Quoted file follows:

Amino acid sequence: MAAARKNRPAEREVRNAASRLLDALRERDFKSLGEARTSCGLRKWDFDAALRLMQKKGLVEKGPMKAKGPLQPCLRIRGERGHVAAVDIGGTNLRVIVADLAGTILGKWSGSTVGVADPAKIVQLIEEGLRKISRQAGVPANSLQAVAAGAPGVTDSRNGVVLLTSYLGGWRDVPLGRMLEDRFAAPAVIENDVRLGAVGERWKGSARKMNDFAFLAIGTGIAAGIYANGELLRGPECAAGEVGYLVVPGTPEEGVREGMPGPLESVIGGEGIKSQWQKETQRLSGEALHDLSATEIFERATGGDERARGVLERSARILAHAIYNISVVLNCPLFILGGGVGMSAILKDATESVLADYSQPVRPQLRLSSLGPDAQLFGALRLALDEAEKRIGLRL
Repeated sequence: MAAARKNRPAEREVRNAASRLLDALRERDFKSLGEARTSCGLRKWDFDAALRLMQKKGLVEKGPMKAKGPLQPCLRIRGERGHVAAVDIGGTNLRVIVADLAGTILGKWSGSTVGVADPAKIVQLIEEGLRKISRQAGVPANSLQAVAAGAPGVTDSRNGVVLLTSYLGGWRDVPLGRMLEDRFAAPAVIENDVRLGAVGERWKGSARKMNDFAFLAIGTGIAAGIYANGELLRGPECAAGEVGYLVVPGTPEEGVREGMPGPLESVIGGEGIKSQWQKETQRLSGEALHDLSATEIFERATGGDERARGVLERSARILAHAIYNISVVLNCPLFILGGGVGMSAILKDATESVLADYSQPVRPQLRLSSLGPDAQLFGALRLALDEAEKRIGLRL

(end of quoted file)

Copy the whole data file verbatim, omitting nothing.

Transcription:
Amino acid sequence: MAAARKNRPAEREVRNAASRLLDALRERDFKSLGEARTSCGLRKWDFDAALRLMQKKGLVEKGPMKAKGPLQPCLRIRGERGHVAAVDIGGTNLRVIVADLAGTILGKWSGSTVGVADPAKIVQLIEEGLRKISRQAGVPANSLQAVAAGAPGVTDSRNGVVLLTSYLGGWRDVPLGRMLEDRFAAPAVIENDVRLGAVGERWKGSARKMNDFAFLAIGTGIAAGIYANGELLRGPECAAGEVGYLVVPGTPEEGVREGMPGPLESVIGGEGIKSQWQKETQRLSGEALHDLSATEIFERATGGDERARGVLERSARILAHAIYNISVVLNCPLFILGGGVGMSAILKDATESVLADYSQPVRPQLRLSSLGPDAQLFGALRLALDEAEKRIGLRL
Repeated sequence: MAAARKNRPAEREVRNAASRLLDALRERDFKSLGEARTSCGLRKWDFDAALRLMQKKGLVEKGPMKAKGPLQPCLRIRGERGHVAAVDIGGTNLRVIVADLAGTILGKWSGSTVGVADPAKIVQLIEEGLRKISRQAGVPANSLQAVAAGAPGVTDSRNGVVLLTSYLGGWRDVPLGRMLEDRFAAPAVIENDVRLGAVGERWKGSARKMNDFAFLAIGTGIAAGIYANGELLRGPECAAGEVGYLVVPGTPEEGVREGMPGPLESVIGGEGIKSQWQKETQRLSGEALHDLSATEIFERATGGDERARGVLERSARILAHAIYNISVVLNCPLFILGGGVGMSAILKDATESVLADYSQPVRPQLRLSSLGPDAQLFGALRLALDEAEKRIGLRL